By Lia Goltstein
When you ask a group of students how they feel about group assignments, most will state that they are not too fond of them. They will remember that most of the work was placed on their shoulders. Looking back at my own experiences with group projects, I can confirm this statement. However, it cannot be true that the majority of students feel this way. Do some students lie about putting a lot of time and effort into a group project or do they simply remember the experience differently? In other words, are our memories as objective as we think they are or is there an egocentric bias?
To assess if our memories are somewhat egocentric we must first know how memories are formed. When a memory is recalled, a specific group of neurons is reactivated. This specific group is formed by synaptic plasticity, which describes the persistent changes in the strength of connections – called synapses – between neurons . These connections can be made weaker or stronger depending on how often they have been activated. Information that is attended and rehearsed is ultimately translated into semantic information, meaning it can be recalled in the future [1, 2]. Any stimulus in the brain results in a particular pattern of neuronal activity. For example, if you think of your first love, certain groups of neurons become active. Changing the strength of existing synapses, or even removing old ones or adding new ones, is crucial to forming memories. Nevertheless, it can also be the source of errors when wrong connections are made [1, 2]. The part of memory in which autobiographical events are stored is known as the episodic memory .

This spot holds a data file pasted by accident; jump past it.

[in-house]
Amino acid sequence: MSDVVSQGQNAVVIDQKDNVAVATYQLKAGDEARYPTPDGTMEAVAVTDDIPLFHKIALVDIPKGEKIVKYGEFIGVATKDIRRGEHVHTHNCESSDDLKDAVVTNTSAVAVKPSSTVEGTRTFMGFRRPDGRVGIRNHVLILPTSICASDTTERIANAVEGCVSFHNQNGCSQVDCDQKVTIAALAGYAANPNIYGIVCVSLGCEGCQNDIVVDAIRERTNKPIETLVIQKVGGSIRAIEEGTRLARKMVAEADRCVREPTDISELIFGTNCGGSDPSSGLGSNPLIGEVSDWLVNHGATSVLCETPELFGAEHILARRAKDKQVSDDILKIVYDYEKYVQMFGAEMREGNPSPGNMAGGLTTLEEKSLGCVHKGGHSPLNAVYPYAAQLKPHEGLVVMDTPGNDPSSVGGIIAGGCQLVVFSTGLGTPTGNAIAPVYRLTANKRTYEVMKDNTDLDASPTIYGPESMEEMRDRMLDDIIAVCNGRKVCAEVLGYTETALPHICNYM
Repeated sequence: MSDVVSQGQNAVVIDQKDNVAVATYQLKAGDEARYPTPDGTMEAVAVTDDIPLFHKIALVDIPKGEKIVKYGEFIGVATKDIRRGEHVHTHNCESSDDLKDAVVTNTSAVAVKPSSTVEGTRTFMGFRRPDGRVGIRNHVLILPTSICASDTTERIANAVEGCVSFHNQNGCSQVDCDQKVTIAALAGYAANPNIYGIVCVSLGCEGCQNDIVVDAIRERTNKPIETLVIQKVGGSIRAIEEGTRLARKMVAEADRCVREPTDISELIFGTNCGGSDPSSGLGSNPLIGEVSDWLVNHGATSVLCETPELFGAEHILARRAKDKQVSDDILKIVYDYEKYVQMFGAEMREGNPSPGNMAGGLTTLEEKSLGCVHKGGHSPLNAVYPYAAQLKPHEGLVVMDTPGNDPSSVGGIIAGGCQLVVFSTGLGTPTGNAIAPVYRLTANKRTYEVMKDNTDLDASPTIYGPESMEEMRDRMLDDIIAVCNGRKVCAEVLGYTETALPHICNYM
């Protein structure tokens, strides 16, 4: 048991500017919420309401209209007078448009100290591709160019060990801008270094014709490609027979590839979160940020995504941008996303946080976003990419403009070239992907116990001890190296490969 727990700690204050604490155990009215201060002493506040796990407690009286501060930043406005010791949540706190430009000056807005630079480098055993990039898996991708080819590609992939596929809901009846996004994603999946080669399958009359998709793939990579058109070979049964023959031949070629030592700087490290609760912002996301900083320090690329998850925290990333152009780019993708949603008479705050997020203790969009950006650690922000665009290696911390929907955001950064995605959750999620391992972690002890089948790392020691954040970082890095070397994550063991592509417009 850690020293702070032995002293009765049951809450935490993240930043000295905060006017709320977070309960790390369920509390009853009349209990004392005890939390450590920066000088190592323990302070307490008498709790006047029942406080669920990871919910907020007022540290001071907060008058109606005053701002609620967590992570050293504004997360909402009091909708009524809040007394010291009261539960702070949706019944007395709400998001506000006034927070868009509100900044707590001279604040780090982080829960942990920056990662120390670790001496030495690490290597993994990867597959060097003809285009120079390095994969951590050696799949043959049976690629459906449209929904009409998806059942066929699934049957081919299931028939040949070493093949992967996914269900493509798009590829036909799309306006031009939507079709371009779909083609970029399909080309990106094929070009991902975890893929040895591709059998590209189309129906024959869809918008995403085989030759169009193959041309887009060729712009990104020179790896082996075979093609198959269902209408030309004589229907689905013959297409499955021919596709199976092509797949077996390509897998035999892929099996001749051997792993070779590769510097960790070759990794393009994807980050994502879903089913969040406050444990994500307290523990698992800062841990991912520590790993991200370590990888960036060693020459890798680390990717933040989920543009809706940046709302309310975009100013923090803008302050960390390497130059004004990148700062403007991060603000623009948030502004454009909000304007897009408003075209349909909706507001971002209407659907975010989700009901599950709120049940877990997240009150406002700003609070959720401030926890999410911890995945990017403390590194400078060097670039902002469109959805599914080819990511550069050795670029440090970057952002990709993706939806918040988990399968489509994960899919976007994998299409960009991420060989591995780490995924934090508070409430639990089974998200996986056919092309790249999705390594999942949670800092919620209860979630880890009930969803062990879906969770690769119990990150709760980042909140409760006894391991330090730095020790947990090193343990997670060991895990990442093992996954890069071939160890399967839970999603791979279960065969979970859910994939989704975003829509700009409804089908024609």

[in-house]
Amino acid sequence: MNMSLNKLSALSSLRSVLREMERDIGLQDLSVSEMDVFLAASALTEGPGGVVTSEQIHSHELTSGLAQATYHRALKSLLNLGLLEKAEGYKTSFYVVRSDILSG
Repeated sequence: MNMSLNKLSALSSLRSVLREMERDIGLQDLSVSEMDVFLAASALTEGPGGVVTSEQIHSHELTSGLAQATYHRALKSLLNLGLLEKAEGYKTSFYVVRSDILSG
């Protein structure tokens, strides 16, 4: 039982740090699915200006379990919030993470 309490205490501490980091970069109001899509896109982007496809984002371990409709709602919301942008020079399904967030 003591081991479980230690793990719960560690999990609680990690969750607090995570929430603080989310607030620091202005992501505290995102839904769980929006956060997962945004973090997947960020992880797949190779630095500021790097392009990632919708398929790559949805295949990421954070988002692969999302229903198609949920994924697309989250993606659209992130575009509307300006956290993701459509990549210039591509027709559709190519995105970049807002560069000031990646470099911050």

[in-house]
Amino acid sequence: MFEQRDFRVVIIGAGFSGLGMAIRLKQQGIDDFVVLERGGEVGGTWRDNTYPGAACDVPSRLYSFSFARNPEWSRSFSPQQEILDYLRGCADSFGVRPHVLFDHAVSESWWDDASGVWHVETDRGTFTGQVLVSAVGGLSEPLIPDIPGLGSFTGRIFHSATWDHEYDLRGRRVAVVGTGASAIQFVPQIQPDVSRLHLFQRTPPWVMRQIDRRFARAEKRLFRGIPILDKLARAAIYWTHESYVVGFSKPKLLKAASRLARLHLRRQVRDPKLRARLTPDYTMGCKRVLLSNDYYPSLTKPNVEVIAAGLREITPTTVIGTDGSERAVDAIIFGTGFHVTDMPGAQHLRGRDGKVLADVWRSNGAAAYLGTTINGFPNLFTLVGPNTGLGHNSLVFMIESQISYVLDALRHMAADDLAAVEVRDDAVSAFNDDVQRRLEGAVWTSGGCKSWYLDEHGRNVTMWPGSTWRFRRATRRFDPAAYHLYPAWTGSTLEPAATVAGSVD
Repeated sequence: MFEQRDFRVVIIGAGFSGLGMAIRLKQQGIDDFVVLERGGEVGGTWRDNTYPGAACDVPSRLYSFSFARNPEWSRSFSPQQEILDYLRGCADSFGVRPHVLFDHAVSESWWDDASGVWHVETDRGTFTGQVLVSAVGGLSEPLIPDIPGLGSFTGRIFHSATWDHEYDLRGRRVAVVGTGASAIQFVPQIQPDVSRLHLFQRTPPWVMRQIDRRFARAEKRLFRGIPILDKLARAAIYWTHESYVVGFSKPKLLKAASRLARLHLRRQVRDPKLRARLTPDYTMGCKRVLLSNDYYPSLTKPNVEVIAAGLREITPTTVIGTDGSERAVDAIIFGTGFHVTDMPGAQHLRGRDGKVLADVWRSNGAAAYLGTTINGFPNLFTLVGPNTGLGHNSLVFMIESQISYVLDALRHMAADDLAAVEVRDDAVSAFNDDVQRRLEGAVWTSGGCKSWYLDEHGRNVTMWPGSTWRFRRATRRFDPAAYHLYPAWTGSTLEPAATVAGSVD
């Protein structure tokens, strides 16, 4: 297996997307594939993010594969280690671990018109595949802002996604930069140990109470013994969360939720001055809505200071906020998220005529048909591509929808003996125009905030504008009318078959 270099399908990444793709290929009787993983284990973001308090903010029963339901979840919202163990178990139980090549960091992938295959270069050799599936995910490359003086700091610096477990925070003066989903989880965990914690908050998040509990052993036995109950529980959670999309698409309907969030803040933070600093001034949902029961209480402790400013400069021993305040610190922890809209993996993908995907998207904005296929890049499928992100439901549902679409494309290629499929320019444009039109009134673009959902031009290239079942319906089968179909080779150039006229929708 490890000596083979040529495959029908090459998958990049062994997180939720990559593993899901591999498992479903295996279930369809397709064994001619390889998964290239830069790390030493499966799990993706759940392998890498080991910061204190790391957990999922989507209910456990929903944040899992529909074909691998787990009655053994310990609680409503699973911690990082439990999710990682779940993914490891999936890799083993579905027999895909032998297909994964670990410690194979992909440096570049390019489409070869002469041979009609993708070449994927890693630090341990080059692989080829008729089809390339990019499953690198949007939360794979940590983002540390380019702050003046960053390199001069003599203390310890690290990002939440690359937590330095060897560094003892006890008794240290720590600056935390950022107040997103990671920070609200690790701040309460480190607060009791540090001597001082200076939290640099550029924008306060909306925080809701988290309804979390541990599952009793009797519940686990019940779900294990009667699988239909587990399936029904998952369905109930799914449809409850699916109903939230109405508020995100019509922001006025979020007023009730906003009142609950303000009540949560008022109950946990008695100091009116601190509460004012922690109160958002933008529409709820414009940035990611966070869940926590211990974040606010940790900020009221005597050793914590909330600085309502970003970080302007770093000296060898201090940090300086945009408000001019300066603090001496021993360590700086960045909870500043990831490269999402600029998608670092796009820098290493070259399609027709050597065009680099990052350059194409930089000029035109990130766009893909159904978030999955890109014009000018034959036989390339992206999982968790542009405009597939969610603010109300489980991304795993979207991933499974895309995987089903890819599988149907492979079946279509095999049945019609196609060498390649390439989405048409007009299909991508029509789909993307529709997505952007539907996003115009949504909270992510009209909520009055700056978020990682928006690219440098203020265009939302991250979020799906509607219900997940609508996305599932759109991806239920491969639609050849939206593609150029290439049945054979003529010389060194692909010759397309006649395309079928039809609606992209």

Research shows that when participants of a group project are asked to indicate the percentage they have contributed, most of the times the total sum goes well over 100% .The process in which memories are formed explains that when the participants try to recall the contributions each one made, they recall a greater proportion of their own contributions than those of others. Most likely because the connections between the neurons corresponding to their own contributions are the strongest [1, 3].
This example seems like an honest mistake with little consequence. However, there are many examples that are less innocent. One example is the continuative support of local guidelines for knee arthroscopy, even after a 2016 trial published in the British Medical Journal (BMJ) concluded that among patients with degenerative knee damage, surgery was not better than exercise therapy . Some surgeons who continue performing arthroscopy argue that they recall tremendous effects of the intervention, contradicting scientific evidence . A possible explanation for this difference in viewpoint is that the experiences of patients who confirm the surgeon’s prepossessed idea are stored more strongly in the memory. As of 2018, an estimated two million people per year undergo knee arthroscopy, resulting in unnecessary costs and complications [4, 6].